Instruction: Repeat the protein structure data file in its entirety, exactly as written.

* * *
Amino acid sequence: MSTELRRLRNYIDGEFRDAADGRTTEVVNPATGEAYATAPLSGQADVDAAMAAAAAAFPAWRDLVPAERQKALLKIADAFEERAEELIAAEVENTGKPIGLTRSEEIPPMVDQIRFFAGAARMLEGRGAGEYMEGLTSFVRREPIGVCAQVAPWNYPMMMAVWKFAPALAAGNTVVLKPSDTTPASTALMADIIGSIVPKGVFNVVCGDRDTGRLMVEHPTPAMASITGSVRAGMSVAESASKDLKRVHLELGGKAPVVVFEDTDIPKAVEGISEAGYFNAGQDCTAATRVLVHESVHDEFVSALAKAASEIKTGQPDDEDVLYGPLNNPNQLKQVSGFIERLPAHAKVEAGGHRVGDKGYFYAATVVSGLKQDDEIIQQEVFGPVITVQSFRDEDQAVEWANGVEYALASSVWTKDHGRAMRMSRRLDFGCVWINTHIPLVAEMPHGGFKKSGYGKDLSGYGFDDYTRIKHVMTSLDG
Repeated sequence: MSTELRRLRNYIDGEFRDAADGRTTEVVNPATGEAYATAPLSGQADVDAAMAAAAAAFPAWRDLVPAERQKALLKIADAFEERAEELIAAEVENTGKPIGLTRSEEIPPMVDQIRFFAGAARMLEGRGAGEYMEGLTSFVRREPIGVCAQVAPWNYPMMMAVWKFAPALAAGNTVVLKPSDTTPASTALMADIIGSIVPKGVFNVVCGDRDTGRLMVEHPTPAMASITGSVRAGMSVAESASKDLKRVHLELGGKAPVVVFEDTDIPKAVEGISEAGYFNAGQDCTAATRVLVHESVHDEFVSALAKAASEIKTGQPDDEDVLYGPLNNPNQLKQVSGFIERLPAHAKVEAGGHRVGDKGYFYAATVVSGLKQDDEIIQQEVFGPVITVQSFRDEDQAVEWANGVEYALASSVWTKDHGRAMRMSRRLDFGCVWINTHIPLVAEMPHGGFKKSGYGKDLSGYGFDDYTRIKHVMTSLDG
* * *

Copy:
Amino acid sequence: MSTELRRLRNYIDGEFRDAADGRTTEVVNPATGEAYATAPLSGQADVDAAMAAAAAAFPAWRDLVPAERQKALLKIADAFEERAEELIAAEVENTGKPIGLTRSEEIPPMVDQIRFFAGAARMLEGRGAGEYMEGLTSFVRREPIGVCAQVAPWNYPMMMAVWKFAPALAAGNTVVLKPSDTTPASTALMADIIGSIVPKGVFNVVCGDRDTGRLMVEHPTPAMASITGSVRAGMSVAESASKDLKRVHLELGGKAPVVVFEDTDIPKAVEGISEAGYFNAGQDCTAATRVLVHESVHDEFVSALAKAASEIKTGQPDDEDVLYGPLNNPNQLKQVSGFIERLPAHAKVEAGGHRVGDKGYFYAATVVSGLKQDDEIIQQEVFGPVITVQSFRDEDQAVEWANGVEYALASSVWTKDHGRAMRMSRRLDFGCVWINTHIPLVAEMPHGGFKKSGYGKDLSGYGFDDYTRIKHVMTSLDG
Repeated sequence: MSTELRRLRNYIDGEFRDAADGRTTEVVNPATGEAYATAPLSGQADVDAAMAAAAAAFPAWRDLVPAERQKALLKIADAFEERAEELIAAEVENTGKPIGLTRSEEIPPMVDQIRFFAGAARMLEGRGAGEYMEGLTSFVRREPIGVCAQVAPWNYPMMMAVWKFAPALAAGNTVVLKPSDTTPASTALMADIIGSIVPKGVFNVVCGDRDTGRLMVEHPTPAMASITGSVRAGMSVAESASKDLKRVHLELGGKAPVVVFEDTDIPKAVEGISEAGYFNAGQDCTAATRVLVHESVHDEFVSALAKAASEIKTGQPDDEDVLYGPLNNPNQLKQVSGFIERLPAHAKVEAGGHRVGDKGYFYAATVVSGLKQDDEIIQQEVFGPVITVQSFRDEDQAVEWANGVEYALASSVWTKDHGRAMRMSRRLDFGCVWINTHIPLVAEMPHGGFKKSGYGKDLSGYGFDDYTRIKHVMTSLDG